The ancestors of modern organisms were colonized by viruses that were very rarely beneficial, and often deleterious to the host. Inevitably, hosts adapted to limit viral replication, and in so doing evolved various autonomous antiviral defense mechanisms. One of these is TRIM5, which is multimeric protein that recognizes incoming retroviral capsids, but its precise mechanisms of action are unclear.
In specific aim 1 we will develop new techniques to understand what happens to various incoming components of retroviral particles as they complete the early steps of their life cycle. These assays will very likely illuminate the mechanisms by which TRIM5 proteins and other antiretroviral factors exert their inhibitory effects. Moreover, these techniques are likely to have a wide range of applications in the study of these steps of the retroviral life cycle.
In specific aim 2 we will derive TRIM5-resistant HIV-1 capsids that will identify residues on the surface of the HIV-1 capsid that are targeted by TRIM5 and will serve a useful tools to probe the mechanism of action of TRIM5. Additionally these capsids will be used for generating simian-tropic HIV- strains that can replicate in rhesus macaques. In addition to known antiretroviral proteins like TRIM5, there are several reasons to think that there are more, perhaps many more, antiviral host defense genes in to be discovered.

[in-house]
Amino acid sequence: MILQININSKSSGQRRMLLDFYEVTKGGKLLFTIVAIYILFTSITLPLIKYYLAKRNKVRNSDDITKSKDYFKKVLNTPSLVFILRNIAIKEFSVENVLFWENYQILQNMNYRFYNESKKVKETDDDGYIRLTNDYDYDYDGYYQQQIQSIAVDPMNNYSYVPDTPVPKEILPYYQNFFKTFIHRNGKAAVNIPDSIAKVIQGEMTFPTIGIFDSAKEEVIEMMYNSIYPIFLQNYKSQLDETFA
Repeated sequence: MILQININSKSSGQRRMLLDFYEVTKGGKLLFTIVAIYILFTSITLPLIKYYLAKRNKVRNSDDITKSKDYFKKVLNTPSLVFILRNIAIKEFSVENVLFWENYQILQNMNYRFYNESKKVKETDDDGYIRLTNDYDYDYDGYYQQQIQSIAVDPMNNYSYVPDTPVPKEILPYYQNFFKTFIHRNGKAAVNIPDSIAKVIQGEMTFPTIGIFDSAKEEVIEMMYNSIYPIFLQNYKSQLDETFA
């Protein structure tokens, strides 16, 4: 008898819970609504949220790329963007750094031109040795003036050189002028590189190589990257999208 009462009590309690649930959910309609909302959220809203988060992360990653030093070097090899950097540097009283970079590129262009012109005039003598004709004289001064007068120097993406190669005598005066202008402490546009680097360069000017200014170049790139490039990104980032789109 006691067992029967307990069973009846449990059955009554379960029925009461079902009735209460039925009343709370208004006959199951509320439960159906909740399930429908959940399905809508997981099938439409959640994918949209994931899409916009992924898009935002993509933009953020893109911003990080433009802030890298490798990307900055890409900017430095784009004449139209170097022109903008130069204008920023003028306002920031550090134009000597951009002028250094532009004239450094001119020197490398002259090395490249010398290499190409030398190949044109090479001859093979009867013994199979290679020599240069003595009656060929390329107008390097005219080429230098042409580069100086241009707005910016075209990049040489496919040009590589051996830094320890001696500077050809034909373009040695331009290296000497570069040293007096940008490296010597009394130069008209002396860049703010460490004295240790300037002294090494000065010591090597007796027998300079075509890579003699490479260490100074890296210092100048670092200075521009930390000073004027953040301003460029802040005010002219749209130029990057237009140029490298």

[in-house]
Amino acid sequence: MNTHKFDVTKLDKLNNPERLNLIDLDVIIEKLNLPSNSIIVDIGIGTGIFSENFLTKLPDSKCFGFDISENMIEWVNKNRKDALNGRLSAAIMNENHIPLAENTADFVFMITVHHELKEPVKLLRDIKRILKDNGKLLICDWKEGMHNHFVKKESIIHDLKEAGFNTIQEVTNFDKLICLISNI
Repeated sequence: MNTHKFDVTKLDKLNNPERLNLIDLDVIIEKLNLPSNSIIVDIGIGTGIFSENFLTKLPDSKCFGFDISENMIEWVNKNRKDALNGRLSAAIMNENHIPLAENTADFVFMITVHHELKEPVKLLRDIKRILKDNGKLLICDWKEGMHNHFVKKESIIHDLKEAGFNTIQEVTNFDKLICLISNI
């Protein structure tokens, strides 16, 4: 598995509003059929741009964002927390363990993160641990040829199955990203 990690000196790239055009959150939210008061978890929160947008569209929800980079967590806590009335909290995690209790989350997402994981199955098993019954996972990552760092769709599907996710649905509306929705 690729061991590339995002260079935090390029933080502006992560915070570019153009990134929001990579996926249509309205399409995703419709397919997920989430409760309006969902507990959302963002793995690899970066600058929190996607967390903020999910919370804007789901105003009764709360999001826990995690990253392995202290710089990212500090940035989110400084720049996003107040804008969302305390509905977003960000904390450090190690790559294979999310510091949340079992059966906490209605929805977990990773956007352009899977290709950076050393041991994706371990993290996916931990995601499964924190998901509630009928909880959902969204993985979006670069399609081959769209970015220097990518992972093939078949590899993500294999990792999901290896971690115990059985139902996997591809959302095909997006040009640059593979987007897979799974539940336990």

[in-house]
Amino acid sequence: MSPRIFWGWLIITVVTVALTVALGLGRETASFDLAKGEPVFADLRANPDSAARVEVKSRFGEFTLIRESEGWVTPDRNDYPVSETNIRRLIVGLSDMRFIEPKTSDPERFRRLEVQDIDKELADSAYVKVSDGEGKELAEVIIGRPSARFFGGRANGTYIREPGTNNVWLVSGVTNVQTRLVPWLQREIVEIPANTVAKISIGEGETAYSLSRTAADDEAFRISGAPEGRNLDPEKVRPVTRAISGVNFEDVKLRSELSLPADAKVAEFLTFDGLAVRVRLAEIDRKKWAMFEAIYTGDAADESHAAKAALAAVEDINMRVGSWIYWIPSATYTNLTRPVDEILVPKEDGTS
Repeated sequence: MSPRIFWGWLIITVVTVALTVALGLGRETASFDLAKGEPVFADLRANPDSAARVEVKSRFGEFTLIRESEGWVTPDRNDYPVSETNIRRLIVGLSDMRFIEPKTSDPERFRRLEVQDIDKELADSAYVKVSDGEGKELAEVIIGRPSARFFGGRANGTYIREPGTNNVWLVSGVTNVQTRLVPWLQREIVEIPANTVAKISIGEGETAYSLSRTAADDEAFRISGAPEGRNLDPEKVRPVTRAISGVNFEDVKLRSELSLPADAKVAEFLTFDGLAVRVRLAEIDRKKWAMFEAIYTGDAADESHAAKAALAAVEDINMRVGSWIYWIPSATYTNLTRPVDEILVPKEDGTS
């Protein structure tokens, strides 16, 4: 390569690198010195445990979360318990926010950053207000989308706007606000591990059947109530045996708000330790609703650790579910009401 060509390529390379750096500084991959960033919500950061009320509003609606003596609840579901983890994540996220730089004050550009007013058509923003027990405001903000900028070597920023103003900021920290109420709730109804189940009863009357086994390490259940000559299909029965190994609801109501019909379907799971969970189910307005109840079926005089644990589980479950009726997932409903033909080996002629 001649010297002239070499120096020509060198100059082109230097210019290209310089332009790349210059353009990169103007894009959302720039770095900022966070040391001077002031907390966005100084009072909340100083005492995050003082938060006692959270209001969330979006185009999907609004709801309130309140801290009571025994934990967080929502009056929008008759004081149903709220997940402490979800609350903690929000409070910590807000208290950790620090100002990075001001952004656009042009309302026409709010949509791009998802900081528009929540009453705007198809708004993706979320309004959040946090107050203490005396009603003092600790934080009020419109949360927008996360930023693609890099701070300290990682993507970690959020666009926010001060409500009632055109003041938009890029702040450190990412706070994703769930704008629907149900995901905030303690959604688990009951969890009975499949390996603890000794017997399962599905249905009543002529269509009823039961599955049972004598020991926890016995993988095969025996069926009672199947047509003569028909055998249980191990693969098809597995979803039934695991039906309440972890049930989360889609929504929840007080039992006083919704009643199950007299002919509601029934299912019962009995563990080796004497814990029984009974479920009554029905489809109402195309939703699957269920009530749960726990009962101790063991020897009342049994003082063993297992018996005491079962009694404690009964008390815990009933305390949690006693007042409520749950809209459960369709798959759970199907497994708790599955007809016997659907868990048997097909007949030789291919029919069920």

In specific aim 3, we will attempt to identify such genes by constructing focused, arrayed cDNA libraries, each consisting of tens to hundreds of candidate genes, that either (i) have key properties exhibited by known antiretroviral genes or (ii) are selectively expressed in cells that exhibit constitutive or induced resistance to HIV-1 or SIV infection. These genes libraries will be arrayed each gene will be individually tested for its ability to inhibit retrovirus replication.
Humans and laboratory animals have an array of antiviral defense mechanisms, of which we have only a rudimentary understanding. Identifying and understanding the mechanism of action of antiretroviral gene products could lead to completely new chemotherapeutic strategies for tackling infectious diseases, including AIDS. In addition, understanding species-specific variation and engineering resistance to antiretroviral genes could facilitate the development of animal models of human retroviral infection.
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